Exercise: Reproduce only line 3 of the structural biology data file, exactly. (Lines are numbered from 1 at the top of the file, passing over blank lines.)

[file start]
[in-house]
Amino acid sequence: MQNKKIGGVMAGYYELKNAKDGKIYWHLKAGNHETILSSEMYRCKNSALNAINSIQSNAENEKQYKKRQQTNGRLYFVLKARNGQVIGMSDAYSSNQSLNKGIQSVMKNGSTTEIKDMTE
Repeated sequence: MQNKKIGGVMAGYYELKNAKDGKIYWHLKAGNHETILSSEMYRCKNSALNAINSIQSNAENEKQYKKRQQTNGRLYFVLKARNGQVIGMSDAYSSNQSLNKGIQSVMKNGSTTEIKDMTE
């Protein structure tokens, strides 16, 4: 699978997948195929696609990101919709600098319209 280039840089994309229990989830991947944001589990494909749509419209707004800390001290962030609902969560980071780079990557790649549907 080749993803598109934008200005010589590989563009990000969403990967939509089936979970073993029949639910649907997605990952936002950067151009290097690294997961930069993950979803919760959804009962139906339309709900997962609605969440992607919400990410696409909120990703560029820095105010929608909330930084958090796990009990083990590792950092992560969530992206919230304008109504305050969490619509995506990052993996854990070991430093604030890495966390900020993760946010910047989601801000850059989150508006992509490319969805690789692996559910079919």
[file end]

Repeated sequence: MQNKKIGGVMAGYYELKNAKDGKIYWHLKAGNHETILSSEMYRCKNSALNAINSIQSNAENEKQYKKRQQTNGRLYFVLKARNGQVIGMSDAYSSNQSLNKGIQSVMKNGSTTEIKDMTE